How Do You React When Your Unemployment Goes Longer Than Expected?
“He does not treat us as our sins deserve
or repay us according to our iniquities.”
Perspective makes a world of difference, doesn’t it? As you get older, you can see conflict and struggle in a better perspective and as momentary events that are blips on life’s radar.
That may be true with your job search also. When you were first terminated you may have thought, “Didn’t expect that, but I’ll have a new job in a couple of weeks, four at most.” Those two to four weeks have passed into six to eight weeks, to three to four months, to six to eight months, or longer.
Take heart, my friend; even if you did something wrong, He doesn’t reward us that way. There are consequences to our actions, but that’s not punishment meted out by God.
We can learn from Joseph about how to hang on for the long haul when a job search has taken so much longer than you anticipated.
- He remained true to God. He bowed down and worshipped God every day just as he did before he was thrown in prison. Don’t be absent from personal devotions, church worship, Bible study, fellowship opportunities, or support groups.
- He remained true to himself. Joseph didn’t crawl into a corner and bemoan his fate. Wherever he was he used the skills God had given him. When you are unemployed, stay active using your skills and career capabilities by volunteering or taking a part-time job.
- He didn’t deny his aspirations. Joseph knew he could do more, and wanted to do more. When he asked the cup bearer to “remember me to Pharaoh,” it was done with this in mind. It’s okay to be discontented because you are under or unemployed. It’s okay to admit it.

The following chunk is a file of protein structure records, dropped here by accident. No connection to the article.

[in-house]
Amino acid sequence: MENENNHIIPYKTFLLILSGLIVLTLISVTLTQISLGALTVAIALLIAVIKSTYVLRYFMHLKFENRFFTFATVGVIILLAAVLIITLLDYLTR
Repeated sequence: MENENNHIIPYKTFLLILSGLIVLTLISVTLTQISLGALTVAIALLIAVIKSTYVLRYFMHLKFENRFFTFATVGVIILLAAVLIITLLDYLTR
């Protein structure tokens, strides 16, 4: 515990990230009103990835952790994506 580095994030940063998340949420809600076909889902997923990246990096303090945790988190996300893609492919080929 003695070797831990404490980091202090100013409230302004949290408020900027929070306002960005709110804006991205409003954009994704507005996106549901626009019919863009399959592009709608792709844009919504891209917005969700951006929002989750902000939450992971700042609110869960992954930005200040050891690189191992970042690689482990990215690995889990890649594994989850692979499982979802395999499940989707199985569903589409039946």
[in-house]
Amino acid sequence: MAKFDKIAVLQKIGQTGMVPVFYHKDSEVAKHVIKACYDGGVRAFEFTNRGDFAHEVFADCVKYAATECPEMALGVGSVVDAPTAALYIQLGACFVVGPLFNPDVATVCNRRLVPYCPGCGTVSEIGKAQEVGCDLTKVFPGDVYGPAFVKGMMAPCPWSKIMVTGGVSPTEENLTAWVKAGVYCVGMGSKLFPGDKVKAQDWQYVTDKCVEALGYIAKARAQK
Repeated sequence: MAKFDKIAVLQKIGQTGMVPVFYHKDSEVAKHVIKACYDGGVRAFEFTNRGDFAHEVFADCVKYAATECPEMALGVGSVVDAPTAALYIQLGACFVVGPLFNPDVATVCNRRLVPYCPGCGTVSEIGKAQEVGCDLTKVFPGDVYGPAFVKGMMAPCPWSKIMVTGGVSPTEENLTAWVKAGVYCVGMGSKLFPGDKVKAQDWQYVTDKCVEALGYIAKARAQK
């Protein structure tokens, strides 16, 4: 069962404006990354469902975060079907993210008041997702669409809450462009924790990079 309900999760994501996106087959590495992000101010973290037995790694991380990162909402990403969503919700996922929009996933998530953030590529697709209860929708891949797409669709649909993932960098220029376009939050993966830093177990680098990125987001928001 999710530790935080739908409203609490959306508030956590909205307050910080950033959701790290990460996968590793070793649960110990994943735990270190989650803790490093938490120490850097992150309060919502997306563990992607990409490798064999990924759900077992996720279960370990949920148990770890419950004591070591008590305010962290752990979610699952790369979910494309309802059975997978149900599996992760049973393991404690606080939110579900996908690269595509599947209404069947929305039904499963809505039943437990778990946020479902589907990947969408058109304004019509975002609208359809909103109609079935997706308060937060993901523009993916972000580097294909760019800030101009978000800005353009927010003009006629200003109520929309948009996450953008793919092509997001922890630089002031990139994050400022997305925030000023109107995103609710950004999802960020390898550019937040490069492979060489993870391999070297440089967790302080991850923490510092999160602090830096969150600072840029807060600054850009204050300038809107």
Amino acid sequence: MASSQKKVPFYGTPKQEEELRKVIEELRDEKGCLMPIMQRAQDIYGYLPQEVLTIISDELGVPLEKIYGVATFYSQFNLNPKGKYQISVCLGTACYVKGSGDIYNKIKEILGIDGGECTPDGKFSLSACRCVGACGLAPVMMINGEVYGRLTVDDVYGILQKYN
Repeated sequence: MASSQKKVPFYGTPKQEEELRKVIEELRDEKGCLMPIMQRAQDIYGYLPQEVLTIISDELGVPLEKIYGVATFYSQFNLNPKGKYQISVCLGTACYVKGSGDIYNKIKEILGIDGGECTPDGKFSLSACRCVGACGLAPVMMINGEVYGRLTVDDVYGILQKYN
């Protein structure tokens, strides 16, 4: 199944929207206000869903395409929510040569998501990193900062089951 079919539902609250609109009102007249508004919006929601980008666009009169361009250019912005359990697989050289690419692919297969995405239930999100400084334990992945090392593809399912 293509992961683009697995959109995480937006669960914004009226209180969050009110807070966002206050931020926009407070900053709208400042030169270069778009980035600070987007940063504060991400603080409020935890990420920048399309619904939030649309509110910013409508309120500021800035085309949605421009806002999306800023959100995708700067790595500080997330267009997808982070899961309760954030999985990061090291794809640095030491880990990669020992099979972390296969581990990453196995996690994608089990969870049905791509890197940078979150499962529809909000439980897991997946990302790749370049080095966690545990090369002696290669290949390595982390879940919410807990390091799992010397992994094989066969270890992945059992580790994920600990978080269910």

- He took advantage of opportunities God gave. He used his God-given skills and abilities, and made connections and let people know he was interested in exploring other uses of his talents. He accepted the ever-expanding responsibilities he was given, and he expressed his desires to the cup bearer of work in the government if possible.
How about you? Can you say with Joseph that you have remained true to God, have remained true to yourself, have not denied your vocational aspirations, and have taken advantage of opportunities God has provided? Your release may not be instantaneous, it will take work, and it will be frustrating at times, but it will come. Just hold on! He is working!
Dear Holder of the keys, I admit I get anxious and impatient while waiting for release from my vocational prison. Help me follow Joseph’s example and keep my trust and eyes on you.
If you would like to explore working with a Christian centered Career Coach, contact me for a no-obligation consultation and we can discuss your situation, what you would like to achieve, and structure your job search to fit your uniqueness.